The amount of text stored on the Internet, and in our libraries, continues to expand at an exponential
rate. There is a great practical need to locate relevant content. This requires quick automated methods
for classifying textual information, according to subject. We propose a quick statistical approach, which
can distinguish between 'keywords' and 'noisewords', like 'the' and 'a', without the need to parse the text
into its parts of speech. Our classification is based on an F-statistic, which compares the observed Word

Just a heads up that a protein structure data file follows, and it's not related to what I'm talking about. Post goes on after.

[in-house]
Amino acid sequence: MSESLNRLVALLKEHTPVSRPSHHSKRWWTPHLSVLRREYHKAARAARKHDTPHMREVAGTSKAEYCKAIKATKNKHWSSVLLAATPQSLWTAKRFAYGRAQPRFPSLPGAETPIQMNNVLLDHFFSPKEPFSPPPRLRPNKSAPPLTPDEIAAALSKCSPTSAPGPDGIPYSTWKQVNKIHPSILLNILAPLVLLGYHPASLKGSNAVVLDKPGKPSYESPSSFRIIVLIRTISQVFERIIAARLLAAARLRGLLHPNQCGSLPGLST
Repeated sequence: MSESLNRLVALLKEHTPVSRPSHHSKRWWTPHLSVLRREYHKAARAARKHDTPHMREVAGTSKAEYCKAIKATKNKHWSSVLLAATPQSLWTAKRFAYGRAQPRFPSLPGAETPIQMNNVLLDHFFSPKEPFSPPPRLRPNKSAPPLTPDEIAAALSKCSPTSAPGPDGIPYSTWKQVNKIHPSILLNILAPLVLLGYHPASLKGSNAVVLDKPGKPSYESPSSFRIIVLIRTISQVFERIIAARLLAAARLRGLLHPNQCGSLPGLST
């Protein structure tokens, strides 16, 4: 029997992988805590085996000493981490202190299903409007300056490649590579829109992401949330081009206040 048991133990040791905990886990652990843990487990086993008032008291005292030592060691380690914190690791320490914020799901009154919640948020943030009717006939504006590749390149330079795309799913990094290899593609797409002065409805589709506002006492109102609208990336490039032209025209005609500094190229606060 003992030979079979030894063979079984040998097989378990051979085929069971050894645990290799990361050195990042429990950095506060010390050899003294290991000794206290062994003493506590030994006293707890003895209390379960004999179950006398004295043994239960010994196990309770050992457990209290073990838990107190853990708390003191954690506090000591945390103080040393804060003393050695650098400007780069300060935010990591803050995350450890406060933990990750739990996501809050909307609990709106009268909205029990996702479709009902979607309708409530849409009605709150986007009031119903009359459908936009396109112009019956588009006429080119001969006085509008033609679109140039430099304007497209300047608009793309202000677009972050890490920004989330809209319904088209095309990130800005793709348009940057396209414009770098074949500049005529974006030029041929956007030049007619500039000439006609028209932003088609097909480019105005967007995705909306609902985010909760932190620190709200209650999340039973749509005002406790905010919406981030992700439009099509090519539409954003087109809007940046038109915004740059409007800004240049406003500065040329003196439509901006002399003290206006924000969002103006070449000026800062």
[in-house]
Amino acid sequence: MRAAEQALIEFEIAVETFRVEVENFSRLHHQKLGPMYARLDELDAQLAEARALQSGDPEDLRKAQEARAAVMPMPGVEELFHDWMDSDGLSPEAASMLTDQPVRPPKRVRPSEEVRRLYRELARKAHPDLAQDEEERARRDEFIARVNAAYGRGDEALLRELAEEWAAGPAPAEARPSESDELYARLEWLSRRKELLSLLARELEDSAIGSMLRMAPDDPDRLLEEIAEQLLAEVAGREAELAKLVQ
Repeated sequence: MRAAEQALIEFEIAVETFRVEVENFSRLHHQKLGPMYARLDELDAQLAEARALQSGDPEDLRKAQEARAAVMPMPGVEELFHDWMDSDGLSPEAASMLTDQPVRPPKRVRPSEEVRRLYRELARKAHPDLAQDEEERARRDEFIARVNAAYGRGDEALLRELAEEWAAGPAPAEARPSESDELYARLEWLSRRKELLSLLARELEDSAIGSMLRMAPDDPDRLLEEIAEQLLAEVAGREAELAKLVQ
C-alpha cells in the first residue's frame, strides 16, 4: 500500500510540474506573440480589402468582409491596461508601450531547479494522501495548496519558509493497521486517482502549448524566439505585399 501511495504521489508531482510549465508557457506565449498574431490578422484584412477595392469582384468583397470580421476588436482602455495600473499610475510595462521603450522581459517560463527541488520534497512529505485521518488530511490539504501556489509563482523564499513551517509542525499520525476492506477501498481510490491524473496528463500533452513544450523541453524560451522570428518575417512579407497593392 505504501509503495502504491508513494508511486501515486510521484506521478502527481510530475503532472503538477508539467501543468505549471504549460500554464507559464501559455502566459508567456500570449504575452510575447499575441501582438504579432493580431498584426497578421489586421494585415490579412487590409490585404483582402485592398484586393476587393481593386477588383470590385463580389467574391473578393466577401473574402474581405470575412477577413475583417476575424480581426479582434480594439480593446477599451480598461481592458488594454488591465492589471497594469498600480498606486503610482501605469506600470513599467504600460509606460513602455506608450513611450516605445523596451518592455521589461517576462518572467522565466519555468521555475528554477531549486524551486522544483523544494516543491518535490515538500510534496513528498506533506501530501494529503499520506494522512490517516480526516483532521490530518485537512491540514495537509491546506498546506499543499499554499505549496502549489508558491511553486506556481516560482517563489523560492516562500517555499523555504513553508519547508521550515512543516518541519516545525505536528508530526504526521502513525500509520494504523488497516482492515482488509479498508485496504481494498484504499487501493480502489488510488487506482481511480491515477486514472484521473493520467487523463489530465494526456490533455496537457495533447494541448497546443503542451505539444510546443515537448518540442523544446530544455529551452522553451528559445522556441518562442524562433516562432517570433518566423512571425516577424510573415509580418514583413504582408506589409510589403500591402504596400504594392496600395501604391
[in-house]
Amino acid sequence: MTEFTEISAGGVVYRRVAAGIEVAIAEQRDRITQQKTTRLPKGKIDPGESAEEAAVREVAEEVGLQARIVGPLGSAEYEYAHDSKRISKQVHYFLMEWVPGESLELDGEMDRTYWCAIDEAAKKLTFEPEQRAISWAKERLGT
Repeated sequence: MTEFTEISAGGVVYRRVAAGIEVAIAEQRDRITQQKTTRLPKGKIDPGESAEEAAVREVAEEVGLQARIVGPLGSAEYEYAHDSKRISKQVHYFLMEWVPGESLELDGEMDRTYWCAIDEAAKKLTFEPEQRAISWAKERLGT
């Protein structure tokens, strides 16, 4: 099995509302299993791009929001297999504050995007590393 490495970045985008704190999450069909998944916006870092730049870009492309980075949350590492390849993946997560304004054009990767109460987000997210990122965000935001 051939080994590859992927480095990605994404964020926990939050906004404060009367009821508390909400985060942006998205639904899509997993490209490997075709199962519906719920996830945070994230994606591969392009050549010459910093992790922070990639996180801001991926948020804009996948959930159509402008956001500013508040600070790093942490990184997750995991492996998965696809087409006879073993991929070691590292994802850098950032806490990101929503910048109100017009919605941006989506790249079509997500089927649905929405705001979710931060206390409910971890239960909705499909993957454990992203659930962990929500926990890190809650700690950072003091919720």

Recurrence Interval (WRI) with a simple null hypothesis. We also propose a model to account for the
observed distribution of WRI statistics and we subject this model to a number of tests.
It is a well observed fact that markets follow both positive and/or negative trends, crashes and bubble effects. In general a strong positive trend is followed by a crash--a famous example of these effects was seen in the recent crash on the NASDAQ (April 2000) and prior to the crash in the Hong Kong market, which was associated with the Asian crisis in the early 1994. In this paper we use real market data coupled into a minority game with different payoff functions
to study the dynamics and the location of financial bubbles.